post #11 of 22
Be advised! Treat the surface of the element as an electrical conductor! Some Are! Most of the elements that are ment to be exposed do not conduct thru the surface it seems, but there are older types and bare Nicrome elements that are conductive at the surface and defects in a non conductive types are possible. My last element burnt out in about a sixty second arc! It sounded like I was welding at 500 amps and just as bright!
post #12 of 22
Heh...OK.. an "element" and the nichrome stuff are NOT the same. Nichrome is really SMALL compared to an element. An element is on a stove-top, most ovens, etc. It's about 1/4 inch in diameter. Nichrome would be found in toasters, hair dryers, etc. and is at most 1/8 inch round, or sometimes a flat ribbon type metal. I would not use that stuff.

I figgered this to be apparent. Well it is to me - so I messed up. Thanks for pointing that out.

I guess if you did not know this tho, DON'T be going and making a home built heater. Electricity has no respect.
post #13 of 22
Thread Starter 
Thanks for the info everyone! The rheostat is made for a soldering iron rated at 1500 watts, so I thought it would work well. I was afraid of stovetop elements because I thought they were 220 volts, am I wrong about that?
The replacement burners for Brinkman and others have no control, and I thought they were fairly low wattage, not good for cold winters in Nebraska!
It is not hard to find a cheap burner, I just have trouble finding a durable one.
Thanks again everyone!
post #14 of 22
Probably are 220. Find a free one and put 110 on it. Might be plenty hot enough. Might not be. Use two if necc. one for just heat, other for the smoke pan.
I'da bought/scrounged a gas burner by now tho.
post #15 of 22

burners are fixed resistance

The KW output would be reduced due to a lower voltage. If used outside I would go with a 20 amp GFCI receptacle for 110 volts or a GFCI breaker for 30 amps. Match the wattage potential with respect to resistance and applied voltage when choosing a rheostat.

What about using an electric skillet? I see them all of the time at garage sales. It may not get hot enough. I would recommend stainless steel.
post #16 of 22
220/240 stove burner voltage? I don't know for a fact, but I would guess it to be 110/120. I would think that it is just using one leg for half of the burners and the other leg for the other burners. The big broiler and oven elements might use both legs at the same time. I just don't know for a fact either way and it might vary on different equipment. It shouldn't hurt to put 120 through the element if it is meant for 240, it will just burn half as hot. But the other way....well who knows, maybe twice as hot, but only for a second!

There are a couple type of elements that I have seen. There are bare Nicrome (and other compositions) types where the wire is draped or wrapped and supported by a thermal and electrical insulator (like in a toaster) I have also seen bare Nicrome coiled inside of a glass tube in toaster ovens. I keep all of the Nicrome that I can find for odd ball projects. I have considered using a dryer heating element for a smoker heater (it is coiled Nicrome suspended inside of a sheet metal tube) I also have some heating elements out of a commercial conveyor oven that is the Nicrome in the glass tube arrangement (about three footers) The size box that I end up with may decide how I heat it.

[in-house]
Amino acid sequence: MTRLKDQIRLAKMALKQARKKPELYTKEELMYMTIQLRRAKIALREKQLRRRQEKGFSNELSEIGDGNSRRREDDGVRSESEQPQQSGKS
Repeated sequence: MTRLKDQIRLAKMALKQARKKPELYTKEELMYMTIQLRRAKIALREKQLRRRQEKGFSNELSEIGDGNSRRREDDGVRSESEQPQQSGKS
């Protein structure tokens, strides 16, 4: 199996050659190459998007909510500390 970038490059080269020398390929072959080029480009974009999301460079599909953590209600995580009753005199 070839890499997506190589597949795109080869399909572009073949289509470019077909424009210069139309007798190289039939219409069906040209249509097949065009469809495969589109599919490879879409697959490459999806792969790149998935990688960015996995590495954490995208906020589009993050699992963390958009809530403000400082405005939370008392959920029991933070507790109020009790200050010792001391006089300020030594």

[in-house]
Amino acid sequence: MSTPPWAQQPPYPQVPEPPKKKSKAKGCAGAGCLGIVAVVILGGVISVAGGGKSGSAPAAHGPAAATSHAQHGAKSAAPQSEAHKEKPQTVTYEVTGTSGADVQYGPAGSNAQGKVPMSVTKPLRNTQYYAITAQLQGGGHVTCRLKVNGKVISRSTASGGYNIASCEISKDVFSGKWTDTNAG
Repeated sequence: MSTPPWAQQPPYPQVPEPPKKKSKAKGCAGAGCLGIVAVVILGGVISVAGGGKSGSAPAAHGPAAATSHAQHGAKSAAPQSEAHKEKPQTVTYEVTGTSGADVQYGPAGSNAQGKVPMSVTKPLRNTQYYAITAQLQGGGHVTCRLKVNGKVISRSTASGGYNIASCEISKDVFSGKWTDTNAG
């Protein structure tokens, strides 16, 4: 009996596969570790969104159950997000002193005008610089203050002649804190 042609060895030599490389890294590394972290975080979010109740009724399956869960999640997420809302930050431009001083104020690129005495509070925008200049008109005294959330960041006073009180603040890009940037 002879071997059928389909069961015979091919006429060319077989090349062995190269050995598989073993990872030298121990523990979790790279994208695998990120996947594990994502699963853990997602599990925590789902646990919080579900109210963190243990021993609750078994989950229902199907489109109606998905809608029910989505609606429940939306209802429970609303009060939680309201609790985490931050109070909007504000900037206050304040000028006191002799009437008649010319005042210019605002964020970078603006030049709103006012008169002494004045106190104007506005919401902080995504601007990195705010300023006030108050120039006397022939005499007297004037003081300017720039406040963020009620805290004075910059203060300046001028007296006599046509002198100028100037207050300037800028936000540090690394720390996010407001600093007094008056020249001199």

The typical stove or Brinkman type element looks to be made of a Nicrome type wire inside of a tube that is packed with a high temp electrical insulator, kind of coaxial in cross section. It is this type of element that I dont trust as far as the surface becoming "electrically hot" or conductive. I know that a bare wire will be electrically hot, but thinking the closed tube type element wont be electrically hot has made my fingers tingle more than once. Nicrome in the open usually just melts in two and the circuit is opened, not much of a show. But when one of the tube or sealed type elements go (only seen it twice) it is a very bright arc with the associated buzzzz. What ever you choose, use more sense than mePDT_Armataz_01_11.gif

No, I am not an electrician, but I seen a guy play one on TV once. How hard can it be?

post #17 of 22
Next time I'm driven around I won't be looking at the grill but the stove atachment..
post #18 of 22
I would like to see a picture from a wider angle .This picture is so close you don't know what your looking at. It is like looking at a picture of it on the ground . I would like to see how it is conneted to the smoker. I happen to have (5) old grill frames with the side burner still attached that I acquired from roadside trash heaps for the garbage man. I love to scrounge parts and burners,shells of grills for burn pits. It is fun to me but my wife gives me hell for it. I rebuild grills and sell them in yardsales.
post #19 of 22
Chadpole I am working in the fields rite now and am taking a quick lunch so if you search snooping in a local junkyard you will see what I had to work with all I did was take the hole burner part just unscrewed the hole thing from the frame andplaced it on the bottom where the hole is and run some self taping screws in it to hold in place I had to get a plug and plug the hose that went to the grill burners it was that easy hope this helps and it works very well sorry I didn't have time to take different pics
post #20 of 22
That's fine cowboy, I just couldn't figure how you mounted it from your picture. I got the idea now.....appreciate it much.